Much has been written about the surge of the “robo-adviser” and the impending doom it signals for the traditional financial adviser business model. Such press is giving many advisers and clients alike pause: is this simply a short-term fad, or is something bigger happening? Like most things in life, the answer likely lies between the extremes.
Aside from the myriad of investment return-based studies, other industry trends have contributed to the rise of online advisory platforms. The rapid expansion of transparent investment product has made it easier and cheaper than ever to buy tax-efficient investment vehicles. Pure technology advancements have played a critical part as well—namely, robust, readily available portfolio modelling/rebalancing software (scalable implementation) and the rise of the Internet and proliferation of mobile devices (scalable delivery). Together, these facts and trends tell us that investment management is ripe to be commoditised.
For a moment, let’s assume that investment management is in the beginning stages of being commoditised. Given that, how should financial advisers best position themselves to thrive?
The good news is that many successful advisers are already doing it: offering financial planning and guidance/advice to clients. Whether they acknowledge it or not, almost all clients need more than just investment management (asset selection, asset allocation, rebalancing, and the like); they need a plan and someone to help choreograph how they’ll carry it out. And executing a solid financial plan goes way beyond a simple goal calculator—it balances art and science, emotions, and execution.
Most people would agree that, even with all our great technology advancements, life is busier and more complicated than it was 10 years ago. Is there any reason to think that it will be simpler 10 years from now? Clients’ lives will continue to get more complex, and the more complicated things become, the more difficult it will be for a computer program to address them. This is not because computers aren’t amazingly fast or good at handling tons of variables, but because, at present, they need human beings to program them to deal with life’s nuances.
Financial planning software tries its best to handle those intricate details of peoples’ financial lives, but even the most advanced software doesn’t cover everything—and it certainly doesn’t implement and monitor the plan for a client. It also doesn’t do a great job guiding a couple through an issue that they disagree on, or convincing a client who’s terrified of dying to get a will drafted.
If investment management is well on its way to being completely commoditised and true financial planning is not, then the key for financial advisers going forward is to ensure that planning and service are front and centre in their business model.
In terms of offering the commoditised services, advisers will need to take a page from the robo-advisers’ book, leveraging investment management technologies in order to help scale the process.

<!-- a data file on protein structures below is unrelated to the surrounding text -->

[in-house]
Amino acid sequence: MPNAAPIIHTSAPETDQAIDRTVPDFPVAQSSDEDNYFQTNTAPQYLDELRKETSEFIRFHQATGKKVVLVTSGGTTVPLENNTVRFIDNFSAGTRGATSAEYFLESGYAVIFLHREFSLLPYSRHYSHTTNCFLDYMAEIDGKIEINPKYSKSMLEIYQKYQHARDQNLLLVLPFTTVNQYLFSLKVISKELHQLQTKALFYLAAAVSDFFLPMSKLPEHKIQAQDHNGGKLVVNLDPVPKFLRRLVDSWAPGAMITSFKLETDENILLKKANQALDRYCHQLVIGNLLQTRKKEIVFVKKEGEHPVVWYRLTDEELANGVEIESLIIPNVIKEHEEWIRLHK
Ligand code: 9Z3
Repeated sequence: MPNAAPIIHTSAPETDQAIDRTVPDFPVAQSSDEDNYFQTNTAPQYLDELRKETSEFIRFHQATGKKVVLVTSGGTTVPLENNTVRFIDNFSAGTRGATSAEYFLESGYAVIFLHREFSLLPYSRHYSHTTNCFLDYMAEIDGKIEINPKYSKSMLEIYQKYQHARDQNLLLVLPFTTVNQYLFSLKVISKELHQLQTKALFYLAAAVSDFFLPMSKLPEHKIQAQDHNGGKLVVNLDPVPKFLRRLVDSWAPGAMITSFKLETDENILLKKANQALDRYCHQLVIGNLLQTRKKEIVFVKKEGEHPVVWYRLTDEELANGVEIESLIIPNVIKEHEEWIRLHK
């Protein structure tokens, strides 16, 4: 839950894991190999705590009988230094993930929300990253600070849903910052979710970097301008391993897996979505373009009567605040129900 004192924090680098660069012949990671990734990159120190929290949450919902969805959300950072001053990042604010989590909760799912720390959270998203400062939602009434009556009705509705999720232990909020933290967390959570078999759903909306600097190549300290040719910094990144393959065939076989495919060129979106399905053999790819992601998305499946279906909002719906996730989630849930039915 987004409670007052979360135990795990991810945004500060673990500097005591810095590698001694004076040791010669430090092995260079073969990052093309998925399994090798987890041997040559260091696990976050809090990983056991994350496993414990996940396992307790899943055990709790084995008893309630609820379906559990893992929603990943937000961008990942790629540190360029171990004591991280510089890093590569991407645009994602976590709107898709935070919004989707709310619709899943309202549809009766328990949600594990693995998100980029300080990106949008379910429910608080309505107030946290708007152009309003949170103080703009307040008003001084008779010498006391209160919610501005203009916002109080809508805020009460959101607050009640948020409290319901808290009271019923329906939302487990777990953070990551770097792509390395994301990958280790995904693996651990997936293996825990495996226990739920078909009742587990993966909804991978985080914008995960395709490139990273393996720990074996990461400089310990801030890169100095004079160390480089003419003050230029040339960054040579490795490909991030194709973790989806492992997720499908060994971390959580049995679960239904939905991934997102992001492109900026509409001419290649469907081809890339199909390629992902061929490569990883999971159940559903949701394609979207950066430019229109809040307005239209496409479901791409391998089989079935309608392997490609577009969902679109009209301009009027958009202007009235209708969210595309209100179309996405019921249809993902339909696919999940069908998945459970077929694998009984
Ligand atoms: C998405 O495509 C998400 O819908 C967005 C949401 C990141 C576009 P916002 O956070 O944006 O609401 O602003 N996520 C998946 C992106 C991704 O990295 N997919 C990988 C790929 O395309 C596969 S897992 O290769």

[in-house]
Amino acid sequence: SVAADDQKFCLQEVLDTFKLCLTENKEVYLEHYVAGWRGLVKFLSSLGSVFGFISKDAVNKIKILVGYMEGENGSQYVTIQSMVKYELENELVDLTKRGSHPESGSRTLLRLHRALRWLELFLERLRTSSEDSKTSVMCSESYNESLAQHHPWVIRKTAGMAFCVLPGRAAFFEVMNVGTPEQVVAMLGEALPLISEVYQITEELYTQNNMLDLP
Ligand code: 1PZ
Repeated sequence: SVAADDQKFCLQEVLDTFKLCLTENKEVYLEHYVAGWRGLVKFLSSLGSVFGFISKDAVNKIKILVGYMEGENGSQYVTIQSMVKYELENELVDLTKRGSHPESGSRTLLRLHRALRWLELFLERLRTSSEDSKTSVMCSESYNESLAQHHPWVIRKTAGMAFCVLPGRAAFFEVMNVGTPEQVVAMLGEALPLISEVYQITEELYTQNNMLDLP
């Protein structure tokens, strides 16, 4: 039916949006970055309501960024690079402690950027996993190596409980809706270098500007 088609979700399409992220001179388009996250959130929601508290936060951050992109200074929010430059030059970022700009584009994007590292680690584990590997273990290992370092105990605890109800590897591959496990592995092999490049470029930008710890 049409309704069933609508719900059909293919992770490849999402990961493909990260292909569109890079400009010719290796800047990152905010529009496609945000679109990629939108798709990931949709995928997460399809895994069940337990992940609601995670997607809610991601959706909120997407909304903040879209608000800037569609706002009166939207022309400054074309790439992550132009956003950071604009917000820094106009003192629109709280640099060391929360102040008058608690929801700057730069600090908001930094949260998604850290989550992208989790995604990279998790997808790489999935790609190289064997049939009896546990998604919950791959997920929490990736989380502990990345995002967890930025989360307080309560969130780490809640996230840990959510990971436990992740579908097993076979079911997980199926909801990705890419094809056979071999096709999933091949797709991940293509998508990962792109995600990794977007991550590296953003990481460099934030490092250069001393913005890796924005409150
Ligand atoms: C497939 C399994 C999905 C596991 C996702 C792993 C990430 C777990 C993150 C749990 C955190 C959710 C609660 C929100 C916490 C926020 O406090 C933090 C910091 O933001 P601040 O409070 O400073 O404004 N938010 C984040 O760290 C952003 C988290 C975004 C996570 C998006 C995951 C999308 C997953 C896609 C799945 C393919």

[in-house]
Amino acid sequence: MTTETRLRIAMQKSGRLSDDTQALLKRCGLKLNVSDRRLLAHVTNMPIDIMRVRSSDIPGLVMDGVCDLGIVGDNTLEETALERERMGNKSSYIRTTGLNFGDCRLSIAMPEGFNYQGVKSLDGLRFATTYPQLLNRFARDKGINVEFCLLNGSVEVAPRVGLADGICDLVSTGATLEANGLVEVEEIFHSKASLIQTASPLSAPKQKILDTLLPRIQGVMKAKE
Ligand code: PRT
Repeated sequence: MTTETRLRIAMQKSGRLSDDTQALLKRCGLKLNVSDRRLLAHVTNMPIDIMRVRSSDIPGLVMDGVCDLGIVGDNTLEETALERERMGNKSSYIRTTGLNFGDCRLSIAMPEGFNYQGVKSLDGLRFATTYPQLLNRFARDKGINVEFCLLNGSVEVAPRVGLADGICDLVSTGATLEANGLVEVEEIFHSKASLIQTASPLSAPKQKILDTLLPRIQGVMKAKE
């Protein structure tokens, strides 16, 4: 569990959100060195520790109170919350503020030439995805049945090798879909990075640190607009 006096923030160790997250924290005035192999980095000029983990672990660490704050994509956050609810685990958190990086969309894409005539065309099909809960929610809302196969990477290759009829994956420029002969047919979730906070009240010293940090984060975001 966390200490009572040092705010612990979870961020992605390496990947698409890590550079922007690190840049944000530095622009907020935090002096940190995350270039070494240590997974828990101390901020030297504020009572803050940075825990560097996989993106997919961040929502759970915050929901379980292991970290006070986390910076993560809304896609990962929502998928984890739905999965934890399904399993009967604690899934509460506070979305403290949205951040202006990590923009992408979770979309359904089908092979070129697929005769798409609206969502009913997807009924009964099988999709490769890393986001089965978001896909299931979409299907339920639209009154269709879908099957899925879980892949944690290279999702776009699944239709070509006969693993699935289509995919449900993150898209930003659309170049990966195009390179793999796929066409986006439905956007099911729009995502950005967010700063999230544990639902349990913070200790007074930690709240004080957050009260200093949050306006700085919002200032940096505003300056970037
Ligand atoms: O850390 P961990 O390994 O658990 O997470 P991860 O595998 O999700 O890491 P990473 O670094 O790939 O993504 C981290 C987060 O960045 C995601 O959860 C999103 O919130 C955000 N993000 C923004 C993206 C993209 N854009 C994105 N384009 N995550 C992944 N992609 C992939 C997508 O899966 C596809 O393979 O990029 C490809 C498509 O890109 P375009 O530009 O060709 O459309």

As far as offering value beyond the commodity, it’s important to note that investments are nothing more than a means to an end. Understanding the goal of the investments, how to get the client to stay invested, how to structure and protect assets, how to leverage capital and income strategies, how to meet legacy wishes—that’s where the human aspect of planning comes into play and where advisers outshine their computer counterparts.
If history has shown us anything, it’s that those who are about to be disrupted by technology typically live in denial about the impact the impending change will have on them. For forward-thinking advisers, this presents a great opportunity, as many of their peers will invariably fall into this trap. Advisers who embrace and leverage technology to the fullest—so that clients don’t know where the adviser ends and the technology begins—will enjoy the best of both worlds, giving clients better service and driving costs down.
Systems such as model management/rebalancing software to scale the investment process, CRM/social media software to scale client mass communications, and interactive and easy-to-use planning software are now must-haves for financial advisers aka “back-stage” technology.
The “front-stage” technology needs to shine even brighter, and offering a robust portal that allows clients to view their accounts is quickly becoming the must have scenario. Soon, all of these portals will allow clients to self-service, to answer their own questions on their own time, and to play with what-if scenarios before collaborating with their adviser online. Furthermore, most of those features will need to be mobile device-enabled. The technology/mobile-first habits of millennials are certainly real, but studies have shown that older clients want this, too.
I refer to this impending change as adviser/technology convergence—or, more simply, creating a blended adviser experience. And although the pure robo-advisers will certainly have a place for some clients, the future for business- and technology-savvy financial advisers is brighter than ever.